Florida’s homeowners insurance marketplace was in a precarious state even before hurricane Ian’s devastating impact, but now the fallout and losses that are coming could be “overwhelming” for some carriers, ALIRT’s David Paul told Artemis.
The magnitude of losses from hurricane Ian may tip more of the state’s homeowners insurers into insolvency, ALIRT Insurance Research’s Principal David Paul explained.
His firm, ALIRT, had been highlighting the challenged state of Florida’s property insurance market for some months now.
Previously, ALIRT had explained that Florida’s insurance market was running out of road, that reinsurance capital was all but throwing in the towel on reinsuring the state’s carriers, and that no capital structure seemed to be immune from the difficulties being faced.
Now, Florida’s property insurance market faces an escalation of these challenges in the wake of hurricane Ian and while its residents face losses and ultimately even higher insurance prices.
As we discussed in an article this week, the Florida insurance market capital stack has likely been decimated after hurricane Ian’s landfall last week, raising the question of how the marketplace replenishes it.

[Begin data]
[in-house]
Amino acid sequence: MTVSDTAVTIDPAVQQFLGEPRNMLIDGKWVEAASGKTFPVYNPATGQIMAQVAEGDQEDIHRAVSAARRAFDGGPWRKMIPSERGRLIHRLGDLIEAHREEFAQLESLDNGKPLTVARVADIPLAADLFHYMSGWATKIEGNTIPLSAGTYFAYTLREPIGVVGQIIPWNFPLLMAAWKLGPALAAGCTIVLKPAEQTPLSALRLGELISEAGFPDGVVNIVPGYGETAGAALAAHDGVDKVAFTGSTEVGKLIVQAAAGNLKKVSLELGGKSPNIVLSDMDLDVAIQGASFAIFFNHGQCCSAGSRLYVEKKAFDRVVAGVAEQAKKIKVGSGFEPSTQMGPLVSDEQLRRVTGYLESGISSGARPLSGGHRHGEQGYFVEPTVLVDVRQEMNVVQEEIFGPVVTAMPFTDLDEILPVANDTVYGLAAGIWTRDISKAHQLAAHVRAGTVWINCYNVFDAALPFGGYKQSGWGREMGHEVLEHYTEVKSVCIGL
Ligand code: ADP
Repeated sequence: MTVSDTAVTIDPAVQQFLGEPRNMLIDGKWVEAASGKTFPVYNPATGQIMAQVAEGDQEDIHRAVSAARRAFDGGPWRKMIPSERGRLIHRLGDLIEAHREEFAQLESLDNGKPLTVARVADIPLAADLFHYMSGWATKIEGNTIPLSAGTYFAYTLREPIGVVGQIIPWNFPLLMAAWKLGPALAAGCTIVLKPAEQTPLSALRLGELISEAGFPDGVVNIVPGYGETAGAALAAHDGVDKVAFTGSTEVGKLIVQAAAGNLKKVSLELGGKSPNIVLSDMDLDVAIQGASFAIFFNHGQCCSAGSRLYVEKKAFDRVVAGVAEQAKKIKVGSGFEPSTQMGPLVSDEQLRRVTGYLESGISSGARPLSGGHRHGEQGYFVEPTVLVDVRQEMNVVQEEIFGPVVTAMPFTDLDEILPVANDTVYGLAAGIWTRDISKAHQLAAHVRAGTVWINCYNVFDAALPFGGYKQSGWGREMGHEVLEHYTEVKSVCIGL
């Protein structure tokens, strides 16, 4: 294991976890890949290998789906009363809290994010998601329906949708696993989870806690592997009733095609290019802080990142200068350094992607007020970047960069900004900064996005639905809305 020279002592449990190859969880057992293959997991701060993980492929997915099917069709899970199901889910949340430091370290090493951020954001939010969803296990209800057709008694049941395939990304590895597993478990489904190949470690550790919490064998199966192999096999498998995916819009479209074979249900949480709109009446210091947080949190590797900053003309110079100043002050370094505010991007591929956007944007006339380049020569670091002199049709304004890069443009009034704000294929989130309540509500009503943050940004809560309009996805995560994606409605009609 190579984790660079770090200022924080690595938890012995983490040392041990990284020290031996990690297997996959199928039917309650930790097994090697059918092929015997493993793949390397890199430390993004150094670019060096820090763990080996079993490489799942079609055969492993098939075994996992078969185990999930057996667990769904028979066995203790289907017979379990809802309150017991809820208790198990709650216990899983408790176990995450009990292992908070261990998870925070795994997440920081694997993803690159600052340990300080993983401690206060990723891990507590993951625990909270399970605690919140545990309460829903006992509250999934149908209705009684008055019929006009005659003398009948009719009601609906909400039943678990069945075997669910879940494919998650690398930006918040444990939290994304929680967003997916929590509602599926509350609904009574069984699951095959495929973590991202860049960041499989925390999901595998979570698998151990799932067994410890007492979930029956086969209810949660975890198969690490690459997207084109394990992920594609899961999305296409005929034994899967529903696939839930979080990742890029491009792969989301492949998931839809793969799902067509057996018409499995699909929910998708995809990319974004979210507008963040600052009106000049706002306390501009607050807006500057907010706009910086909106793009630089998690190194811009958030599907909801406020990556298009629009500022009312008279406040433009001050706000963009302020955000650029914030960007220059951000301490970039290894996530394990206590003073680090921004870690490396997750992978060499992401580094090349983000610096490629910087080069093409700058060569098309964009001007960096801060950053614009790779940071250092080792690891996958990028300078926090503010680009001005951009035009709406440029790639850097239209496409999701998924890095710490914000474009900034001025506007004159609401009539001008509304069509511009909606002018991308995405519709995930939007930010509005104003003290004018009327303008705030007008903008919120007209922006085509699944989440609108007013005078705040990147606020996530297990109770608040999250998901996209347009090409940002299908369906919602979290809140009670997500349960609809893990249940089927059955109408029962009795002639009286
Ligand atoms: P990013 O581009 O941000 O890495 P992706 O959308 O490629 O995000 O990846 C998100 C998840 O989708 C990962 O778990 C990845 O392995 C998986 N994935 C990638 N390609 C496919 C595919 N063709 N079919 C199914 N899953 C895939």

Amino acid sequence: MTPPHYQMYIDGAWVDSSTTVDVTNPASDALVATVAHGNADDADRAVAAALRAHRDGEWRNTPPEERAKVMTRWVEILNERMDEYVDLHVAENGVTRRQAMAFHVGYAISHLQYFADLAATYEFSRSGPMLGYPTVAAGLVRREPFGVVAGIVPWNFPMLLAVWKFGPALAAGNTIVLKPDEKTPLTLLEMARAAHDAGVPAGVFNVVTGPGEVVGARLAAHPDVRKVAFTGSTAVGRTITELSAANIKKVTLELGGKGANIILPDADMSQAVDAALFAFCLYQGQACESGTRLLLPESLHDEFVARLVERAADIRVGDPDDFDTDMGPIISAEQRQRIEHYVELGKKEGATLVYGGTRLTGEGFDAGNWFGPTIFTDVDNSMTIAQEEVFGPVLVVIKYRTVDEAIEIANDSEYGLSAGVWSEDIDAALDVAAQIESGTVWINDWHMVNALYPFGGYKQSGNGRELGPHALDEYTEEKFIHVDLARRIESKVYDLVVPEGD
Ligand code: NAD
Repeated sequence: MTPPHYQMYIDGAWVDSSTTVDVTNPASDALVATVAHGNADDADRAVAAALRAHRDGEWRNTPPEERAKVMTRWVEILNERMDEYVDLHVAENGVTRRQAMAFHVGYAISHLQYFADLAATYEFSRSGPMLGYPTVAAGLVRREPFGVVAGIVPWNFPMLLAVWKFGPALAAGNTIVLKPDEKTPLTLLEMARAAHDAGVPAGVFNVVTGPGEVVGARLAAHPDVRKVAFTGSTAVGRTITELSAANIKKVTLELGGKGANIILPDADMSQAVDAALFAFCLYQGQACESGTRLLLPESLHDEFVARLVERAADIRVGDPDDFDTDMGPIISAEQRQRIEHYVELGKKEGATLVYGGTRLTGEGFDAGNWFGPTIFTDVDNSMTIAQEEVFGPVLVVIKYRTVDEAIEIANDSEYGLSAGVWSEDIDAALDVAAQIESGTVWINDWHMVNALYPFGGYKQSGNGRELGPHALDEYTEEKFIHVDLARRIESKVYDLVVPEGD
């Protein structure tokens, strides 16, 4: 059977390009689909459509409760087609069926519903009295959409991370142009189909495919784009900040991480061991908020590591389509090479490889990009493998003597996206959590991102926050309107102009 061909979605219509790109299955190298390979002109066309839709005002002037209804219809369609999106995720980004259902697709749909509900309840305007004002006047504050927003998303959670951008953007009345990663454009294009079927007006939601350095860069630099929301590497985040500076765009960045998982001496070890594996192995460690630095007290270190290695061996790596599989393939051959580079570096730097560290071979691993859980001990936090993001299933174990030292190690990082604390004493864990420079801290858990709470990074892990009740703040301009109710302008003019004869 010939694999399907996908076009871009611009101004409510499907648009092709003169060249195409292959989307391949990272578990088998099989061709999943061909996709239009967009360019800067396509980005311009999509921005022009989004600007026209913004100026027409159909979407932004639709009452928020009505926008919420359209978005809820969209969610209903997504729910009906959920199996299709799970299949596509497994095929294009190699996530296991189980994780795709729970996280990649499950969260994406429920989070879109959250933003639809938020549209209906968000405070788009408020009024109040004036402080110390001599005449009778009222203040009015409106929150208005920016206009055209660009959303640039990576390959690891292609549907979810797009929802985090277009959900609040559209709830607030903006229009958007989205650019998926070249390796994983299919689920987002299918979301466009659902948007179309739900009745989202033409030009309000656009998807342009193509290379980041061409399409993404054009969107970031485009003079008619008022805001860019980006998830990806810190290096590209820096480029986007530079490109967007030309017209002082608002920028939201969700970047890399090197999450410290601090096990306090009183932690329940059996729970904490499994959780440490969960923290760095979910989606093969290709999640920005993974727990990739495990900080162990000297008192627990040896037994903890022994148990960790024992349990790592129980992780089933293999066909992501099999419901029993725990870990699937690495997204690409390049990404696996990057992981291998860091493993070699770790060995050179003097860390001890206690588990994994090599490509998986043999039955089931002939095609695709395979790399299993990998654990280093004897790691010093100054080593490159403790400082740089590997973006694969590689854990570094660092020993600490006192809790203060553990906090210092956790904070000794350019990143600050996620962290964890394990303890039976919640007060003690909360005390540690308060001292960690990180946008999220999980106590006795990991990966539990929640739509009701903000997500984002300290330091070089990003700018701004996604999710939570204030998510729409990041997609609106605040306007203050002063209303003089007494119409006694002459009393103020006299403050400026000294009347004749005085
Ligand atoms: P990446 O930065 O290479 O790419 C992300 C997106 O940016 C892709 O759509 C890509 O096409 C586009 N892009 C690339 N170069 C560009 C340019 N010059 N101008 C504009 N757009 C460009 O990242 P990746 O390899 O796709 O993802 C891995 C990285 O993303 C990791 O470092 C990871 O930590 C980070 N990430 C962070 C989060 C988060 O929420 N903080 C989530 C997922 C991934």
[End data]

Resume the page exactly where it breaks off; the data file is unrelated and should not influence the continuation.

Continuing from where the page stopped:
ALIRT’s Paul believes the coming months and years could be extremely difficult.
He explained to Artemis that, “The way I think about it, pre-Ian the state’s private property market was in a “straw breaking the camel’s back” position. Instead of a straw it got a log in the form of Hurricane Ian.
“It’s going to be painful days there for some time to come.”
Referring to the fact the situation in Florida was bad even before hurricane Ian, he continued, “I truly believe that the Florida property market was in a precarious state before Ian; this will simply be overwhelming for the market.”
Adding that, “I’m close to certain that other dedicated homeowners insurers in Florida will be insolvent by then.”
Some of the dedicated, or specialist, Florida homeowners players were already struggling on capital, having faced rising losses this year even before hurricane Ian came along.
Paul believes that Ian could result in a crunch for the market in Florida, with potential insolvencies and the subject of downgrades is again on the table, it seems.
“Rating agencies will need to take some action too, I believe,” Paul told us.